The ferry was gigantic. I think it was more of a cruise ship. It had cabins for people to sleep in, an incredibly overpriced buffet, some entertainment, and slot machines. It was also carrying hundreds of cars, buses and trucks. It was definitely the biggest boat I have ever been on.

I have never been on a cruise, and I always imagined it would be a glamorous experience. But just two hours on this ridiculous floating circus was more than enough for me. The food was so gross and overpriced. The bathrooms were dirty and it is scary to think about how much human waste is collecting…somewhere on the thing. But worst of all, the smoke stacks at the top of the ship were continuously spewing black smoke into the air. Yikes.

But it was super convenient…so such is my dilemma I often have while traveling: convenience and price compared to impact on the environment. But I guess if we are going to get into it…planes are pretty horrible too.

Okay nevermind. Enough about that.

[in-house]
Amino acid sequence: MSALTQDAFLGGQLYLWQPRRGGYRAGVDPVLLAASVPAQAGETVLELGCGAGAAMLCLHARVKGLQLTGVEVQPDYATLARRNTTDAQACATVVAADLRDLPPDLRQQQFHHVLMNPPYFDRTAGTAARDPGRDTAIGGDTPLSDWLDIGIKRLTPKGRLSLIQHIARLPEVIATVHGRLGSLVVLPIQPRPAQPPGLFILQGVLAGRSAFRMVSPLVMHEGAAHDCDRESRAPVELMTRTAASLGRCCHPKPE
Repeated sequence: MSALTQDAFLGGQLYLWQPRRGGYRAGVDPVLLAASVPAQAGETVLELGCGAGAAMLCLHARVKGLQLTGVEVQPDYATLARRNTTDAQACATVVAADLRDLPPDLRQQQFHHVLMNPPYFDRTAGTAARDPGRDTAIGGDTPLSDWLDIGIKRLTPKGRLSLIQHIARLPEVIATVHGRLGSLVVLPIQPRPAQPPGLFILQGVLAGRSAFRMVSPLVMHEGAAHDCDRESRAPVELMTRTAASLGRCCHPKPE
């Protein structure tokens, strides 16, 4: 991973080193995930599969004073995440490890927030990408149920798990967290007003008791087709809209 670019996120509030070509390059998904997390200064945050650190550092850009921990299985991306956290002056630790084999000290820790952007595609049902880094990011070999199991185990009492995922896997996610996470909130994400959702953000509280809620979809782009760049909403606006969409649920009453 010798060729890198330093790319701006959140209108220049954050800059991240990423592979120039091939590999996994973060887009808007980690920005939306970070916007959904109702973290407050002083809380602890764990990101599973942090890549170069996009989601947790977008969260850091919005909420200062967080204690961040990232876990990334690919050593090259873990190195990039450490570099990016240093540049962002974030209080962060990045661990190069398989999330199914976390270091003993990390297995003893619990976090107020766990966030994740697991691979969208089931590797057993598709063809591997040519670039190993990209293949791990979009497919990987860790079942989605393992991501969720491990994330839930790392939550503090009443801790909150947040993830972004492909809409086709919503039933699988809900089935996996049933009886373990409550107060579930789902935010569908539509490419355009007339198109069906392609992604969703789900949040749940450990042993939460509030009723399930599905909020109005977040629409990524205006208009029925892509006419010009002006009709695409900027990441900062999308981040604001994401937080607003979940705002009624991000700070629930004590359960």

So when I arrived in Helsinki, it was hard not to notice two things: it was very cold, and, even though they use the Euro -unlike the other Scandinavian countries who use different currencies- everything is very very expensive! Something that would be 2 euros in Berlin is about 5 in Helsinki. Whomp whoooooomp.

I love Scandinavian culture but every time I look at a price tag in one of those countries I can feel my heart Helsinki

But there is something so magnetic about these northern countries for me. I love the people and their quality of life. It was 1 degree Celsius but the parks were still packed with people running and bicycling. The cold doesn’t stop Scandinavians! “There is no bad weather, only bad clothing” as they say.

Even though it was cold and I would lose feeling in my fingers every time I removed my gloves to take a photo, I must say that Finland is gorgeous.

The hostel I stayed at was on the side of the stadium where the 1952 Olympics were held. It is cool to see an old Olympic stadium put to good use when so many become empty ghost towns. This one is still used for sporting events and concerts, but they also use some open office space as a hostel -why not? I took the elevator to the top of the Olympic tower for a decent view of the city when the sun came out.

While I was in Helsinki, I took a ferry to the island Soumenlinna. It is what remains of a sea fortress and is now a UNESCO World Heritage Site. I had a very pleasant and chili walk around the Island. People currently live there and there is a hostel as well. The ferry into the city is convenient, so residents can have the best of it all.